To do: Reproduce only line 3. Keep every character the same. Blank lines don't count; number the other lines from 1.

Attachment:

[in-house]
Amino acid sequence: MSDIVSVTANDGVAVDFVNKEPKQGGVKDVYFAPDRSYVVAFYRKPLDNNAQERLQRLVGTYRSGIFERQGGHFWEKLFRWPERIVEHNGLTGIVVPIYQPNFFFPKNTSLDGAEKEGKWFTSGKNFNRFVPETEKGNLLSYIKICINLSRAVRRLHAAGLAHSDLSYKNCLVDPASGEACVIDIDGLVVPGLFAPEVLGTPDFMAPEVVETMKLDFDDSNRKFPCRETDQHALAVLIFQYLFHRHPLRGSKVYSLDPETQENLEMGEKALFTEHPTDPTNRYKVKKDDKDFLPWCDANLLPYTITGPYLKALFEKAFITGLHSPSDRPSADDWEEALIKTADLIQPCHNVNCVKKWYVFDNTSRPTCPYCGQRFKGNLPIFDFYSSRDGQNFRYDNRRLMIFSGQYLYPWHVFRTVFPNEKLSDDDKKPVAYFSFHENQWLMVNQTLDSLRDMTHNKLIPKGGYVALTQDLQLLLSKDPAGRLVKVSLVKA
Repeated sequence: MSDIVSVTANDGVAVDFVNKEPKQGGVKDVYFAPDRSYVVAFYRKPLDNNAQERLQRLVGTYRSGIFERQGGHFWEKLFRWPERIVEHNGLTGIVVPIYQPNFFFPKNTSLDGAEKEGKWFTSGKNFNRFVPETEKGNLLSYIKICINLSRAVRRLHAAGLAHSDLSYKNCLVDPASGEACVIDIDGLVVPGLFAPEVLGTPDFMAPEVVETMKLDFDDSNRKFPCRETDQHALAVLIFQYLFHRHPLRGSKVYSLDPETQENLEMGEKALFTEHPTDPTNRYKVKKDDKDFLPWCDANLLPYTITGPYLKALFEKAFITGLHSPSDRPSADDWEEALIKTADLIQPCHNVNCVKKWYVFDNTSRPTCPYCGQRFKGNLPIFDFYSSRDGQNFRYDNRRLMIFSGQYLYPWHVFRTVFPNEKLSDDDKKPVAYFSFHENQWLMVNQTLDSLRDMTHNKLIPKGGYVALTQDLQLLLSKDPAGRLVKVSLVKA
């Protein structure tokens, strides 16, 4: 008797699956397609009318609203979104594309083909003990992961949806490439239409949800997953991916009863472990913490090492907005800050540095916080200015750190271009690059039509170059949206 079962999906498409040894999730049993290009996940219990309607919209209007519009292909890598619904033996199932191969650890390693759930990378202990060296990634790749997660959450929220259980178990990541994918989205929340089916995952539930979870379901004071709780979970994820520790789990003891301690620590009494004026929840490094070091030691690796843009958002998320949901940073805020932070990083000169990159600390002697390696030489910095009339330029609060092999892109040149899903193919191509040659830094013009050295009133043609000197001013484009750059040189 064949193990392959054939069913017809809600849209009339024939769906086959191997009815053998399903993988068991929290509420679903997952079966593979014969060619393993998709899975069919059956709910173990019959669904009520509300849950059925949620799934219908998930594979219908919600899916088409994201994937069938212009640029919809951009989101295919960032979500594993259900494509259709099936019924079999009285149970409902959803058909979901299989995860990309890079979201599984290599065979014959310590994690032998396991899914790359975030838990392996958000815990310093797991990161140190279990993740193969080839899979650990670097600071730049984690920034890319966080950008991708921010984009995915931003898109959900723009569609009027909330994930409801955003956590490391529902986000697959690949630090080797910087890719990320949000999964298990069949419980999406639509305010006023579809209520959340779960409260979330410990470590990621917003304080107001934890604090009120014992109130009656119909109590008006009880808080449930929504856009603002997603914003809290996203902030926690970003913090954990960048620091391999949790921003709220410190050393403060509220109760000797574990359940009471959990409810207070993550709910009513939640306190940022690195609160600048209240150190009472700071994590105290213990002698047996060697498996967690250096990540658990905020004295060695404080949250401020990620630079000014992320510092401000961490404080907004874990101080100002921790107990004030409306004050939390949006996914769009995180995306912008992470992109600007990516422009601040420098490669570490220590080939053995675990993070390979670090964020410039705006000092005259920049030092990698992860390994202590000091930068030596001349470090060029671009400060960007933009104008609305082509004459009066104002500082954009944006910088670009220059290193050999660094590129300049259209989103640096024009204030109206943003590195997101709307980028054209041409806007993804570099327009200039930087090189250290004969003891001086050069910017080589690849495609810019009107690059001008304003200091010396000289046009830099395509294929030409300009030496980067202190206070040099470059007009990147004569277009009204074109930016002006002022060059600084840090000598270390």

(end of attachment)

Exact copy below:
Repeated sequence: MSDIVSVTANDGVAVDFVNKEPKQGGVKDVYFAPDRSYVVAFYRKPLDNNAQERLQRLVGTYRSGIFERQGGHFWEKLFRWPERIVEHNGLTGIVVPIYQPNFFFPKNTSLDGAEKEGKWFTSGKNFNRFVPETEKGNLLSYIKICINLSRAVRRLHAAGLAHSDLSYKNCLVDPASGEACVIDIDGLVVPGLFAPEVLGTPDFMAPEVVETMKLDFDDSNRKFPCRETDQHALAVLIFQYLFHRHPLRGSKVYSLDPETQENLEMGEKALFTEHPTDPTNRYKVKKDDKDFLPWCDANLLPYTITGPYLKALFEKAFITGLHSPSDRPSADDWEEALIKTADLIQPCHNVNCVKKWYVFDNTSRPTCPYCGQRFKGNLPIFDFYSSRDGQNFRYDNRRLMIFSGQYLYPWHVFRTVFPNEKLSDDDKKPVAYFSFHENQWLMVNQTLDSLRDMTHNKLIPKGGYVALTQDLQLLLSKDPAGRLVKVSLVKA